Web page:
You can do things on purpose for a long time, but if you don’t do things with a purpose, you won’t be making an impact at all. These two parts are like yin and yang – without both, you don’t have a whole. Doing things with a purpose separates the men from the boys, proverbially speaking. If you’re busy all the time, doing things that don’t matter – you’re not making an impact. All you’re doing is busywork. If you’re doing things with a purpose – a clearly defined, effective end – then you’re truly making an impact. This comes with a caveat, though – you have to really question why you’re doing things in order to determine whether they’re going to have an impact. If they’re only going to make a small, insignificant difference, don’t bother, and focus your time and effort on something else. Case in point: this brilliantly argued post by Julius Motal of To quote: The “Wear Purple” day was created by a teenage girl, Brittany McMillan. Her idea came after a string of suicides by gay teens rocked the nation. Word of her event was spread by GLAAD, the Gay and Lesbian Alliance Against Defamation. After that, it spilled into statuses and tweets; friends urging friends to stand up and wear purple. But it doesn’t mean anything. Changing your status or wearing a certain color shirt won’t help the cause. It won’t change the minds of millions of ignorant and homophobic folks who pollute the globe… Do not misconstrue my words. I was deeply saddened by the string of suicides in this country and the recent assaults on gay citizens in various locations in New York City… No, you didn’t effect change. Tyler Clementi is still dead, and I’m not sure the families of the dead are comforted by a throng of self-serving status updaters wearing purple… I say go out. Teach the ignorant! Teach the young! Persuade the next generation so that they learn from our mistakes. Become a real passionate supporter of the cause. I realize I quoted a lot, but Julius’s work here is absolute gold. Pure gold. It demonstrates that, in order to properly make an impact, we have to do things with a purpose. Sure, spreading “awareness” about homophobia and the deaths of these kids is a purpose, but it’s not one that will actually have any effect on the world. For one day, people cared enough to just wear purple. They didn’t talk to people about the dangers of homophobia – or any kind of discrimination, in fact. They didn’t create any arguments that disarmed the violence and the hatred that occurs in my country and around the world. They didn’t create any new dialogue. No, they wore purple. That’s where my caveat comes in – doing things with a purpose isn’t enough. Your purpose, if accomplished, must enact a significant change. (Of course, what “significant” means is up to you) What do you call something that you do with no real effect? Busywork. People who follow Pareto’s principle will know to scrap it entirely, or only do it when you have to (when the costs of not doing it are too great, even though it only maintains the status quo). What we want to be doing here – work that matters – is the antithesis of busywork.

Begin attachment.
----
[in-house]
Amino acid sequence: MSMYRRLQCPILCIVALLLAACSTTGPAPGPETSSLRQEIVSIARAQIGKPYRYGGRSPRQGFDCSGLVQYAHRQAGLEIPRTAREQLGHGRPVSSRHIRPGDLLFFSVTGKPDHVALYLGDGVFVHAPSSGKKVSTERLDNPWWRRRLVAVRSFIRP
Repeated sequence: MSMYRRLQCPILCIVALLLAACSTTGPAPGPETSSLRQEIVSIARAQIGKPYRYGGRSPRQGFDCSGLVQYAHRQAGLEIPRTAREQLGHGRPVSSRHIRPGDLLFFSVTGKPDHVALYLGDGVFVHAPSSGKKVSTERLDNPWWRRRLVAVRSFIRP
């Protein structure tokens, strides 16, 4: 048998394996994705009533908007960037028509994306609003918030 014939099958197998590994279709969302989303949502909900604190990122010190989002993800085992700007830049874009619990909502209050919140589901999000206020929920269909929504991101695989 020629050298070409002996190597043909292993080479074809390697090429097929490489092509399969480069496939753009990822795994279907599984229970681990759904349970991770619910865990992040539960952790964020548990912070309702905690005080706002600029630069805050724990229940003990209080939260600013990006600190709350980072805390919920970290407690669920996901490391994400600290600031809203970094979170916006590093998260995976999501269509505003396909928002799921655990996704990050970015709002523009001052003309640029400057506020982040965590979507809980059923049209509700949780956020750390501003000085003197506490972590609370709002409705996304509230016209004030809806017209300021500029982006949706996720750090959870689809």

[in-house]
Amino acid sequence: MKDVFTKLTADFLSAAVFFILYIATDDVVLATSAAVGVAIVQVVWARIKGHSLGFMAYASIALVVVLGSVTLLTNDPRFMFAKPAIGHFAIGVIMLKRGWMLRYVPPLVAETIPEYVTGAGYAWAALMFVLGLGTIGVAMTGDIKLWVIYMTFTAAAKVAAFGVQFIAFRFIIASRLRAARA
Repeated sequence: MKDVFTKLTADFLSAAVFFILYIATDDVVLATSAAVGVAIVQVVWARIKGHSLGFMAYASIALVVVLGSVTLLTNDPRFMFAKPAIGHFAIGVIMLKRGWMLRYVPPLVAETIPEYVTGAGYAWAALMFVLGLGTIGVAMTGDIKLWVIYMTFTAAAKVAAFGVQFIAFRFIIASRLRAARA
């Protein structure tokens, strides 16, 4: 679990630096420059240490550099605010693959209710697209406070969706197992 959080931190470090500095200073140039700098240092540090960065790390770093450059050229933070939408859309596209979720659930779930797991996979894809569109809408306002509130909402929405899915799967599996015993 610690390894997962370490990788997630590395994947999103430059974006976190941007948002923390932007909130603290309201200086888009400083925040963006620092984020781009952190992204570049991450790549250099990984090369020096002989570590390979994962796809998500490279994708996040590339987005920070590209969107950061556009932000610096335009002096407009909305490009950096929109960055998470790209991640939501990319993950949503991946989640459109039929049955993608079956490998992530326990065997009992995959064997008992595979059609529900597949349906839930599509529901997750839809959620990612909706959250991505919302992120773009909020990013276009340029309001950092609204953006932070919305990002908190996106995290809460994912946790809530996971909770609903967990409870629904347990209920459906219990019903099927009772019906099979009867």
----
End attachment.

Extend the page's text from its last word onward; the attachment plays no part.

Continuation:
Enacting Change

I’m a firm believer that we’re all here to enact some kind of positive change on this planet through whatever means we can. That’s the impact we should be making. If you’re not making an impact, you might as well not be living at all. Bold words, for sure. But they’re so true (and, please, don’t take them the wrong way; I’m not telling you to commit suicide. Odds are, you’re making an impact in ways you can’t possibly imagine). How can you start to make an impact? Start doing things on purpose and with a purpose, everywhere you go. Tell your loved ones that you love them – and mean it. Why? It’ll make their day better, and it’ll make you feel warm inside. Start pouring more of your efforts into your job. Do things with a purpose, because you’re trying to enact a positive change within your organization or for your customers. Do what’s needed – and more. Start contributing to a cause you feel passionate about in a way that will actually leave an impact. Start talking to people about it – spreading not only awareness, but understanding as well. If you’re against homophobia and want to protect gay rights, start calling people out – even friends and family – when they use ‘fag’ as an insult or insult gays in any other way because of their sexual orientation. This goes all the way back to my post on the butterfly effect. You can change the world. How much you change it will be determined by how you do things – and if they’re the right things to do. If you do the things that are necessary with presence, focus, and joy, while minimizing the amount of busywork you do, you’re golden. It’s all a choice, though, and it requires some thinking. Don’t be afraid to ask yourself why you do things. If you don’t like the answer… Move on to something else. The world will thank you for it. Note: this post was partly inspired by Peter Shillard’s guest post at Jonathan Fields’s website. It’s a worthwhile read!  

Leave a Reply

Your email address will not be published. Required fields are marked *